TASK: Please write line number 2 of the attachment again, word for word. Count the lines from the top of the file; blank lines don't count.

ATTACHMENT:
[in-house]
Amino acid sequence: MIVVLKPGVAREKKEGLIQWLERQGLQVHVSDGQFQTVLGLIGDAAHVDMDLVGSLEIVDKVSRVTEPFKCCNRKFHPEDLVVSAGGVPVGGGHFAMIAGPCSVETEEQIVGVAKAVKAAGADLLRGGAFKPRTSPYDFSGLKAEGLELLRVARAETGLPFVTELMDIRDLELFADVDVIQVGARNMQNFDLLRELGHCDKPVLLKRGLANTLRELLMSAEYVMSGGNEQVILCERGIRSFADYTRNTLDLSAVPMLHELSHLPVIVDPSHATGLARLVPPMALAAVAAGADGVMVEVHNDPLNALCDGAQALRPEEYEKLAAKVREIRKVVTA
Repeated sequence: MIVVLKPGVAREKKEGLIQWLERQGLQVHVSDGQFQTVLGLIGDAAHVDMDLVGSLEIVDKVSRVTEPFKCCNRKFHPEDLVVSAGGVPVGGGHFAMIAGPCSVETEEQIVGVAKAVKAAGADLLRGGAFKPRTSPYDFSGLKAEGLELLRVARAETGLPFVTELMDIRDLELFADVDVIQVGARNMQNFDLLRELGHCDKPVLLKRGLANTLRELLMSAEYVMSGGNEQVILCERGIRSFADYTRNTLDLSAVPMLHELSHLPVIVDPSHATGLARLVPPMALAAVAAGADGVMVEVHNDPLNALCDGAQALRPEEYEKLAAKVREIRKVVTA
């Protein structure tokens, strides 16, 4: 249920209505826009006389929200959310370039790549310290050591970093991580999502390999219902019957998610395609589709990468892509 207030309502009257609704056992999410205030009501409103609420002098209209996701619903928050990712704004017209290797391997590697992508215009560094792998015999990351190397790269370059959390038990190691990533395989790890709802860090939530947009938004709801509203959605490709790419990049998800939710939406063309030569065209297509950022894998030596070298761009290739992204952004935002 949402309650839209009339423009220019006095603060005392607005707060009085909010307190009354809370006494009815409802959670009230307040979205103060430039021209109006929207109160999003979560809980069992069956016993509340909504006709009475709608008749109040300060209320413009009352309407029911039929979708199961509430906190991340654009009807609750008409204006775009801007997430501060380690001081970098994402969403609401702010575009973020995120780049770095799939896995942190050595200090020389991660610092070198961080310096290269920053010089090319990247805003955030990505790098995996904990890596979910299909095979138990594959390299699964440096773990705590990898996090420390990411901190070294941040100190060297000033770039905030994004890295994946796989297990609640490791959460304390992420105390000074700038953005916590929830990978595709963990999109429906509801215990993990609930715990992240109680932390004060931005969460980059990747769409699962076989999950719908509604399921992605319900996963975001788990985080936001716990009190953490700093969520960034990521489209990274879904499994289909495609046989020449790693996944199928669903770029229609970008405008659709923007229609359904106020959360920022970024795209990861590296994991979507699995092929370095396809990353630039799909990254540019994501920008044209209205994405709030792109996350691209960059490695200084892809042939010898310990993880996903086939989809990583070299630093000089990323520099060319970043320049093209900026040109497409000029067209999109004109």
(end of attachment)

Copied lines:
Amino acid sequence: MIVVLKPGVAREKKEGLIQWLERQGLQVHVSDGQFQTVLGLIGDAAHVDMDLVGSLEIVDKVSRVTEPFKCCNRKFHPEDLVVSAGGVPVGGGHFAMIAGPCSVETEEQIVGVAKAVKAAGADLLRGGAFKPRTSPYDFSGLKAEGLELLRVARAETGLPFVTELMDIRDLELFADVDVIQVGARNMQNFDLLRELGHCDKPVLLKRGLANTLRELLMSAEYVMSGGNEQVILCERGIRSFADYTRNTLDLSAVPMLHELSHLPVIVDPSHATGLARLVPPMALAAVAAGADGVMVEVHNDPLNALCDGAQALRPEEYEKLAAKVREIRKVVTA